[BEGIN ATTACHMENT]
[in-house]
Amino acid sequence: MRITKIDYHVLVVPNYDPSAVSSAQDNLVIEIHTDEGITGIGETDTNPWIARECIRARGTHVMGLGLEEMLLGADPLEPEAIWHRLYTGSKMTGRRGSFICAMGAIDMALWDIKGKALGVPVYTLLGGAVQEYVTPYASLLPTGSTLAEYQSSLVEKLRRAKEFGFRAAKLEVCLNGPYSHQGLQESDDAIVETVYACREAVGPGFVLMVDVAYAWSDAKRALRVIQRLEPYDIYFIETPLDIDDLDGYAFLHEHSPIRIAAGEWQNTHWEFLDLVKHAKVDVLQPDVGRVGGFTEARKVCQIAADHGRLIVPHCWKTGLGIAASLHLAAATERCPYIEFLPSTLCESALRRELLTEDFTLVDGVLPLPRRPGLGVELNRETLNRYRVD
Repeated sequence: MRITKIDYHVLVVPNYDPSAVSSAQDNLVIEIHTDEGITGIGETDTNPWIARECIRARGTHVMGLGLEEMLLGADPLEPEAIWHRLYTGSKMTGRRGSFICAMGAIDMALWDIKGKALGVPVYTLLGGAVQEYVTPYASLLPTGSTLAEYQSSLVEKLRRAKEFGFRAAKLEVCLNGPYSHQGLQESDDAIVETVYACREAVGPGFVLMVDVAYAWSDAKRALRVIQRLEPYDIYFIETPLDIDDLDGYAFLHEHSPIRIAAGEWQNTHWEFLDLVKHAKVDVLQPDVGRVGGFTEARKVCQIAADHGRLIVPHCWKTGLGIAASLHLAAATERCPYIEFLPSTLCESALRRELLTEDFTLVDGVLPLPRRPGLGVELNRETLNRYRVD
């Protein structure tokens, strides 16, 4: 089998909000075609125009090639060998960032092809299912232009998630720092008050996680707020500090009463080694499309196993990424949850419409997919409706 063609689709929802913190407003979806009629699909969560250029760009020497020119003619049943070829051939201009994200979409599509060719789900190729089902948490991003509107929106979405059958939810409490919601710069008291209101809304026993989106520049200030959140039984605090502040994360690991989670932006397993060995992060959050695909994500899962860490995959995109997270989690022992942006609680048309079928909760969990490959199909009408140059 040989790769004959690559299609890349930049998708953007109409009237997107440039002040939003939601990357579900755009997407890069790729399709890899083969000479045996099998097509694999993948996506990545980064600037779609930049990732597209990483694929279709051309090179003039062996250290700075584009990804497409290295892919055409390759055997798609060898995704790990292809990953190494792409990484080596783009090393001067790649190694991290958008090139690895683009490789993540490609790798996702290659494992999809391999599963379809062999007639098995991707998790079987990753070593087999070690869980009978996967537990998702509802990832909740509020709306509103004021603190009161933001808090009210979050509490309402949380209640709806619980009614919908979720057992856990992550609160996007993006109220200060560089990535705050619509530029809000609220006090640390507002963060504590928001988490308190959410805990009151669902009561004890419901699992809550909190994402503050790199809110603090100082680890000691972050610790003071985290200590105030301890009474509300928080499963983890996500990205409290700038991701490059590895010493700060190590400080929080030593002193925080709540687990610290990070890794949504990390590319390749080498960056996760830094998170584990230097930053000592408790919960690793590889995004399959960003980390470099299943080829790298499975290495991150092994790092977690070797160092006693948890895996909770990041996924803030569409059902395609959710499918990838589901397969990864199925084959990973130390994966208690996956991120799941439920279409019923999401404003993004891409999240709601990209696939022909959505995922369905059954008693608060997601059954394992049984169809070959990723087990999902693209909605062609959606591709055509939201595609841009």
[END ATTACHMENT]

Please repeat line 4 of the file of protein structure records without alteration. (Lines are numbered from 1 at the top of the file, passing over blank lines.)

């Protein structure tokens, strides 16, 4: 089998909000075609125009090639060998960032092809299912232009998630720092008050996680707020500090009463080694499309196993990424949850419409997919409706 063609689709929802913190407003979806009629699909969560250029760009020497020119003619049943070829051939201009994200979409599509060719789900190729089902948490991003509107929106979405059958939810409490919601710069008291209101809304026993989106520049200030959140039984605090502040994360690991989670932006397993060995992060959050695909994500899962860490995959995109997270989690022992942006609680048309079928909760969990490959199909009408140059 040989790769004959690559299609890349930049998708953007109409009237997107440039002040939003939601990357579900755009997407890069790729399709890899083969000479045996099998097509694999993948996506990545980064600037779609930049990732597209990483694929279709051309090179003039062996250290700075584009990804497409290295892919055409390759055997798609060898995704790990292809990953190494792409990484080596783009090393001067790649190694991290958008090139690895683009490789993540490609790798996702290659494992999809391999599963379809062999007639098995991707998790079987990753070593087999070690869980009978996967537990998702509802990832909740509020709306509103004021603190009161933001808090009210979050509490309402949380209640709806619980009614919908979720057992856990992550609160996007993006109220200060560089990535705050619509530029809000609220006090640390507002963060504590928001988490308190959410805990009151669902009561004890419901699992809550909190994402503050790199809110603090100082680890000691972050610790003071985290200590105030301890009474509300928080499963983890996500990205409290700038991701490059590895010493700060190590400080929080030593002193925080709540687990610290990070890794949504990390590319390749080498960056996760830094998170584990230097930053000592408790919960690793590889995004399959960003980390470099299943080829790298499975290495991150092994790092977690070797160092006693948890895996909770990041996924803030569409059902395609959710499918990838589901397969990864199925084959990973130390994966208690996956991120799941439920279409019923999401404003993004891409999240709601990209696939022909959505995922369905059954008693608060997601059954394992049984169809070959990723087990999902693209909605062609959606591709055509939201595609841009």